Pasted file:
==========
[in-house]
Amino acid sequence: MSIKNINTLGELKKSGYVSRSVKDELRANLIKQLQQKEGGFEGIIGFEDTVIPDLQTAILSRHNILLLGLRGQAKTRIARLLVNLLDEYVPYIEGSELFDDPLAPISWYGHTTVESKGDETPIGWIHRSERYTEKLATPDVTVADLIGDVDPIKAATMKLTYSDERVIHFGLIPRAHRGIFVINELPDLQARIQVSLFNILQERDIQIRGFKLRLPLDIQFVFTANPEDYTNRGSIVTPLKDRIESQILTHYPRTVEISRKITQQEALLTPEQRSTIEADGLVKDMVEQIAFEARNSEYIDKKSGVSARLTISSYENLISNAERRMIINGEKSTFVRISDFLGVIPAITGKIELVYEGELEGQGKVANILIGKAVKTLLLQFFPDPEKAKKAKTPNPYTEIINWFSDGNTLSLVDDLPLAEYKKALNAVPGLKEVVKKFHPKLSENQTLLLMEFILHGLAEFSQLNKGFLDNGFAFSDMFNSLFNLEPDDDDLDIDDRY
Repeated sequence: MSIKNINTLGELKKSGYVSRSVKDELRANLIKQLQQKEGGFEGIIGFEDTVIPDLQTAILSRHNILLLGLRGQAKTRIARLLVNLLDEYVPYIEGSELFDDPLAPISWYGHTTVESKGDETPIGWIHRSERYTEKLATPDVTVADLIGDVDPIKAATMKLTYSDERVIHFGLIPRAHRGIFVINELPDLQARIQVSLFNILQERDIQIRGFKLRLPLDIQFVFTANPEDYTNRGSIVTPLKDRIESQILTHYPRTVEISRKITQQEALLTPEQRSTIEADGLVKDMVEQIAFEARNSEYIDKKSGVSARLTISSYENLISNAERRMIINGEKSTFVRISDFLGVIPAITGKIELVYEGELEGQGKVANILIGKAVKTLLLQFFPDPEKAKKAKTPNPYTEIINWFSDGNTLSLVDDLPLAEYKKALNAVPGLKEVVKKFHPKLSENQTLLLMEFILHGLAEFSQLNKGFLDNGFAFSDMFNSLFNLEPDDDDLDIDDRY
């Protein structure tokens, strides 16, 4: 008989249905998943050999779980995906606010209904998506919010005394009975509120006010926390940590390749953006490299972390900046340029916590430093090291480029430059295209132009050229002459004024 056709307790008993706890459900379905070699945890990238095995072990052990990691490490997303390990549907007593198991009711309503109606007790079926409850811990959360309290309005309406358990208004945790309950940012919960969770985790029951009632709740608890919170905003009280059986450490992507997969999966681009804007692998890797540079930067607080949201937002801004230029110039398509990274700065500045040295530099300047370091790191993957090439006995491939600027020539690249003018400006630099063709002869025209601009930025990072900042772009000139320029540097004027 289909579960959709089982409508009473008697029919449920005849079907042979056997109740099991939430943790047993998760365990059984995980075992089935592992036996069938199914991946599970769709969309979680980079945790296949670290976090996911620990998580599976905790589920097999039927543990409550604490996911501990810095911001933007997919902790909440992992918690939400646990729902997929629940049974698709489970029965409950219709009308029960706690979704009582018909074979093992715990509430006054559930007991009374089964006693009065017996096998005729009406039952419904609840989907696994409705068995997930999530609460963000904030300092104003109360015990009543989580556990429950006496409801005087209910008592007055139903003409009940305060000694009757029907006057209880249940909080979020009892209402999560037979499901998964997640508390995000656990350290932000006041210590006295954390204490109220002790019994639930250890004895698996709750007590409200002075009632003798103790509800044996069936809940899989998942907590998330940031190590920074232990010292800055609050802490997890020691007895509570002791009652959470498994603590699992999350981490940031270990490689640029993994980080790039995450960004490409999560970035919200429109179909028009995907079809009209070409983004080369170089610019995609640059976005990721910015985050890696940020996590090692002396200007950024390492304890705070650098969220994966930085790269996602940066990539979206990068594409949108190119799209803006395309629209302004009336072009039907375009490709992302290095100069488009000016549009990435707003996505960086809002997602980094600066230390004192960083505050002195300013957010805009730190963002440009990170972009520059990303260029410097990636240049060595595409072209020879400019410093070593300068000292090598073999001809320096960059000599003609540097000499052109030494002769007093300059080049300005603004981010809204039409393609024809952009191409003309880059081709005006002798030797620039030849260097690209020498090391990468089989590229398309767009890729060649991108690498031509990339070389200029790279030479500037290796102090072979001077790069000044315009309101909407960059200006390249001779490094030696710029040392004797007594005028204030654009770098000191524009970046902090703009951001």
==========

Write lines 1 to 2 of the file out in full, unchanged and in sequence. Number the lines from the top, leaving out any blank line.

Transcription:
[in-house]
Amino acid sequence: MSIKNINTLGELKKSGYVSRSVKDELRANLIKQLQQKEGGFEGIIGFEDTVIPDLQTAILSRHNILLLGLRGQAKTRIARLLVNLLDEYVPYIEGSELFDDPLAPISWYGHTTVESKGDETPIGWIHRSERYTEKLATPDVTVADLIGDVDPIKAATMKLTYSDERVIHFGLIPRAHRGIFVINELPDLQARIQVSLFNILQERDIQIRGFKLRLPLDIQFVFTANPEDYTNRGSIVTPLKDRIESQILTHYPRTVEISRKITQQEALLTPEQRSTIEADGLVKDMVEQIAFEARNSEYIDKKSGVSARLTISSYENLISNAERRMIINGEKSTFVRISDFLGVIPAITGKIELVYEGELEGQGKVANILIGKAVKTLLLQFFPDPEKAKKAKTPNPYTEIINWFSDGNTLSLVDDLPLAEYKKALNAVPGLKEVVKKFHPKLSENQTLLLMEFILHGLAEFSQLNKGFLDNGFAFSDMFNSLFNLEPDDDDLDIDDRY